Have you seen the Literature Map page?
It's a fun site where you put the name of an author in the box and a "map" of other writers you might like pops up. It resembles a cluster of names swimming around each other like particles in a cloud chamber. The results are intriguing but not perfect. "Jacqueline Lichtenberg" evokes a number of relevant names, e.g., Jean Lorrah and Marion Zimmer Bradley, with at least one absurdity—Jacqueline Susann! (I wish the site had an explanation of how they arrive at their results; if it's there, I didn't see it.) Not surprisingly, my name brings up the reply, "sorry, don't know that one." (Sigh.) On the other hand, it doesn't know Suzy McKee Charnas, S. M. Stirling, or Anthony Hope (author of THE PRISONER OF ZENDA) either, so it's clearly a work in progress.
I wonder how reliable such a mapping of names might be in finding authors a given reader is like to enjoy. Somewhere I read the quote, "People are friends in spots," meaning just because you like two people, that doesn't guarantee they'll like each other. People like books "in spots," too—the "tailored effect” Jacqueline has often explained. There's a review for S. M. Stirling's "Dies the Fire" series on Amazon.com in which the reader, clearly a devoted fan, praises the battle scenes but complains about the books containing too much of that Wiccan stuff and wishes Stirling would relegate such content more to the background. For me, on the contrary, Stirling's alternate histories are fascinating EXCEPT for the fight scenes, which, like every other author's, I perceive as tedious and skim over. What I love those books for is the cultural extrapolation, including all that Wiccan content. Suzy Charnas has written that her post-apocalyptic novel WALK TO THE END OF THE WORLD was partly inspired by THE PRISONER OF ZENDA; one of the principal male characters is based on Rupert, the villain of the "Zenda" duology. I would never have guessed that connection without being told. I'm very fond of that duology, but the villain registers on my awareness only as a foil for the gallantry of Rudolph, the hero. For me, the thematic center of the book lies in Rudolph's ethical dilemma—his love for the queen and his consciousness that he would, in fact, make a better ruler than the real king, opposed to his unbending honor, which won't allow him to usurp the king's place. In the prototypical example of the tailored effect, STAR TREK, consider Spock. Many fans are drawn to this character because of the three-way friendship between Kirk, Spock, and McCoy. While I value and enjoy that aspect of the series, the main thing about Spock that fascinates me is that he's almost human but not quite, with intriguing more-than-human powers and a skewed perspective on our species, as well as a certain aloofness arising from his mixed heritage, creating a barrier that only a few very special people can penetrate. The same set of factors appeals to me in my favorite vampire fiction. Would anyone be likely to guess those connections and recommend, "If you like the original STAR TREK, you'll like Suzy McKee Charnas' THE VAMPIRE TAPESTRY"? Yet, to me, those two works are the "same kind" of story.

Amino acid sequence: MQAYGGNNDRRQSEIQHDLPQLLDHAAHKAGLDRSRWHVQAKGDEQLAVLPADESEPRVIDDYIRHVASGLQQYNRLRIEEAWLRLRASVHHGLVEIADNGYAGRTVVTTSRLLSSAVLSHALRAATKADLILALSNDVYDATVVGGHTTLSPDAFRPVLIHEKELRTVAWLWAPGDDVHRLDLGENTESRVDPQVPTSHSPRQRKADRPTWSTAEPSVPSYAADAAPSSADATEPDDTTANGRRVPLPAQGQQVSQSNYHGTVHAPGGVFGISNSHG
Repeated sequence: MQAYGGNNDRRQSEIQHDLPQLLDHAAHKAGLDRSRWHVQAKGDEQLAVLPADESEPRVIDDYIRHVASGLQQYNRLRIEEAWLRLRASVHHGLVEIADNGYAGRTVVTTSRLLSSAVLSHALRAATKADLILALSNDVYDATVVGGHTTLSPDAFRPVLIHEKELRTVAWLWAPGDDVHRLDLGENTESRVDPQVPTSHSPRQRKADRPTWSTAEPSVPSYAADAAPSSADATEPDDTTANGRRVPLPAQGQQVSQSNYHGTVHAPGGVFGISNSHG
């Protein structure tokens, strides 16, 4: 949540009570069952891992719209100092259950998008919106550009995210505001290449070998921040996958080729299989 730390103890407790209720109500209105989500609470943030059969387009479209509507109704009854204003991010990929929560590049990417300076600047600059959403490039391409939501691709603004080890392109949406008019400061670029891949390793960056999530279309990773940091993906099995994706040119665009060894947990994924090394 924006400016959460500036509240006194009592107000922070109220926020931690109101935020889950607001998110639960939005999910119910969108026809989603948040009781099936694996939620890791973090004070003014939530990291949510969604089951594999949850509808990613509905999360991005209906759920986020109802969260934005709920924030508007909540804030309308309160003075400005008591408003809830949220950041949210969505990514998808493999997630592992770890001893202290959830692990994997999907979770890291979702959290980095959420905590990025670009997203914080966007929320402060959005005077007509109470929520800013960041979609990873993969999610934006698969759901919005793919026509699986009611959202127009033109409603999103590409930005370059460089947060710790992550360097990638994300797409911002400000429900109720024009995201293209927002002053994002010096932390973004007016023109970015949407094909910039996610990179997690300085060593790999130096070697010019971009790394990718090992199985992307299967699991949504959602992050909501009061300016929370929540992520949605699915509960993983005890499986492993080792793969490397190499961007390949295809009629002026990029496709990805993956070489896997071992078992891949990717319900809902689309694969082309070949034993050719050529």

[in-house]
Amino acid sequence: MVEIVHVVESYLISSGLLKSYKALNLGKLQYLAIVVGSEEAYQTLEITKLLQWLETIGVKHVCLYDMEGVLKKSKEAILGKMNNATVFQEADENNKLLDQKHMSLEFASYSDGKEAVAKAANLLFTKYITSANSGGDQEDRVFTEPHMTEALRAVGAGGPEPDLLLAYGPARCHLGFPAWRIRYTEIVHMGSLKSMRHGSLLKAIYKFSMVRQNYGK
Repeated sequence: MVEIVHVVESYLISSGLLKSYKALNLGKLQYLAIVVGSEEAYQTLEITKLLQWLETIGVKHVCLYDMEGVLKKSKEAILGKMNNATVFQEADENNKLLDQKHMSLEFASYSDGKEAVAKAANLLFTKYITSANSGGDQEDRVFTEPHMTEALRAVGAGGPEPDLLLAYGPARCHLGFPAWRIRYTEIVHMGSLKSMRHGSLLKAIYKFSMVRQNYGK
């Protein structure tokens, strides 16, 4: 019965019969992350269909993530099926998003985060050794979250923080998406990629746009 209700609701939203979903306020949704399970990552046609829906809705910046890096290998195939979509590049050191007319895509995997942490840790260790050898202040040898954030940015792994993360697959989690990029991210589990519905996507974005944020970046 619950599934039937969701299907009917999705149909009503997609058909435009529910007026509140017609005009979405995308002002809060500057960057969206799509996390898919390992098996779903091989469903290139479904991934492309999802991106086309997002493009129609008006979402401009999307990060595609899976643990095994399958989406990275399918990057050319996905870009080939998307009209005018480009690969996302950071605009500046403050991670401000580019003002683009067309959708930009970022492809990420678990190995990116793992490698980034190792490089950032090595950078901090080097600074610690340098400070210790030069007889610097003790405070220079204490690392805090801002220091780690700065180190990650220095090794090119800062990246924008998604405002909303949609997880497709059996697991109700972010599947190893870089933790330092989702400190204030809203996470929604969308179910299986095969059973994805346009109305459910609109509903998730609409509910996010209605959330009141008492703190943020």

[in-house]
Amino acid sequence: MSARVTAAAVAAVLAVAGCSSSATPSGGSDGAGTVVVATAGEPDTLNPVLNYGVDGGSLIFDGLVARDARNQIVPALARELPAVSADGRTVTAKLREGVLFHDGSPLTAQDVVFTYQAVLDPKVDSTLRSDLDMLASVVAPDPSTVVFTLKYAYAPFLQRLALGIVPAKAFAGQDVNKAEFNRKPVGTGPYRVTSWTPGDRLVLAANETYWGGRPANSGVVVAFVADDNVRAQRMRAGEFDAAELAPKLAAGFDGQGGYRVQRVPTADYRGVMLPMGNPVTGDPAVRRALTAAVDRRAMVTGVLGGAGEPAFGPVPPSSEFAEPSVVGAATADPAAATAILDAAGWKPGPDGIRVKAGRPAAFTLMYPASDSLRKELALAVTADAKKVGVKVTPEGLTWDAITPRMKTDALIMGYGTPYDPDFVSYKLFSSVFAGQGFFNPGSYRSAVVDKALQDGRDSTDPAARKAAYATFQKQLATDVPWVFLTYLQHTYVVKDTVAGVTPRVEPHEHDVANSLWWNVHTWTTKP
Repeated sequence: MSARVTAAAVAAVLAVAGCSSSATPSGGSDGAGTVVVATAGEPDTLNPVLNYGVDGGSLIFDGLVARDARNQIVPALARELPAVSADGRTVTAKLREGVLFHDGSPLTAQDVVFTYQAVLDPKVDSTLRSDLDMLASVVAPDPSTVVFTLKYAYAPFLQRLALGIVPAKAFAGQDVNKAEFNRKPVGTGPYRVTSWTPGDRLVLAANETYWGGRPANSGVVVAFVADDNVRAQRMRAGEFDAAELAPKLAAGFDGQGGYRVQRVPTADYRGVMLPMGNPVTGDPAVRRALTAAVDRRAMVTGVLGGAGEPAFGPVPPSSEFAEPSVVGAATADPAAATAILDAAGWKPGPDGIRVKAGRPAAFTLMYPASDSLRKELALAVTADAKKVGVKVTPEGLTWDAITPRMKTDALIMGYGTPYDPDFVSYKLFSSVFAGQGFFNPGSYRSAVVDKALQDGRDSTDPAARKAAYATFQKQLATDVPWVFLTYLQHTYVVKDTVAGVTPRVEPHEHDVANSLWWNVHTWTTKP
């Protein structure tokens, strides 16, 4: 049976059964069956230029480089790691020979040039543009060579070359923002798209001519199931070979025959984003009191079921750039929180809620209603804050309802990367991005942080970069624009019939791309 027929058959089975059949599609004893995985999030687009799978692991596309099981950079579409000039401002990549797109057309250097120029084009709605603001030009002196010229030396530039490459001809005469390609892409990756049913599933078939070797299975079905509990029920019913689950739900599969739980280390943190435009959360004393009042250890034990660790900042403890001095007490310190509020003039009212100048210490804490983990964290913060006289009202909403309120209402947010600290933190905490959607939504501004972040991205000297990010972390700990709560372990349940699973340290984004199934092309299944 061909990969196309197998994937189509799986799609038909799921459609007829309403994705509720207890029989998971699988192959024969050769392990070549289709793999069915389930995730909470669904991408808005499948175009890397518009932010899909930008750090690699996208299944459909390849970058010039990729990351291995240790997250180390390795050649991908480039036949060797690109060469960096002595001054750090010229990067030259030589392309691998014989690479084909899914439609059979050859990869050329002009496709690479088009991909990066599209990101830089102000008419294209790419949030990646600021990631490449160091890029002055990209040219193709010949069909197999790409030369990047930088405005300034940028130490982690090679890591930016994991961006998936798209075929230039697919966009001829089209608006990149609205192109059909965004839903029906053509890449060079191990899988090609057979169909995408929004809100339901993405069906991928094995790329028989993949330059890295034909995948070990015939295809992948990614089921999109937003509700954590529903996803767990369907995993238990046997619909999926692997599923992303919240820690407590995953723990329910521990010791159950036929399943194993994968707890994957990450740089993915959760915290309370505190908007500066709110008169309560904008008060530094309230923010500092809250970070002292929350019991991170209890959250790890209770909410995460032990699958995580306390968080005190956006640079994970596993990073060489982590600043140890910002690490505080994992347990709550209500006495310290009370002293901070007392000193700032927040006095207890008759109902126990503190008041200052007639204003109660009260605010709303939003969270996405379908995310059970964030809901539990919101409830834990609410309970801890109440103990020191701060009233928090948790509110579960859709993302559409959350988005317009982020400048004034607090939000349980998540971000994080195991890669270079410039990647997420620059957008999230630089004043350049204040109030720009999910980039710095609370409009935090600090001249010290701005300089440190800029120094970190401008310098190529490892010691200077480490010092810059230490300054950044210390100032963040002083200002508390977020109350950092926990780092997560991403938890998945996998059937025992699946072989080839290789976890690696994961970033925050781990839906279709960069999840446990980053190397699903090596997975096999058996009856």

For other vampire narratives I perceive as having the same type of appeal, check out my nonfiction book DIFFERENT BLOOD: THE VAMPIRE AS ALIEN from Amber Quill Press (www.amberquill.com).
Margaret L. Carter (www.margaretlcarter.com)
Thursday, November 06, 2008
Clouds of Authors
Posted by Margaret Carter at 10:50 AM
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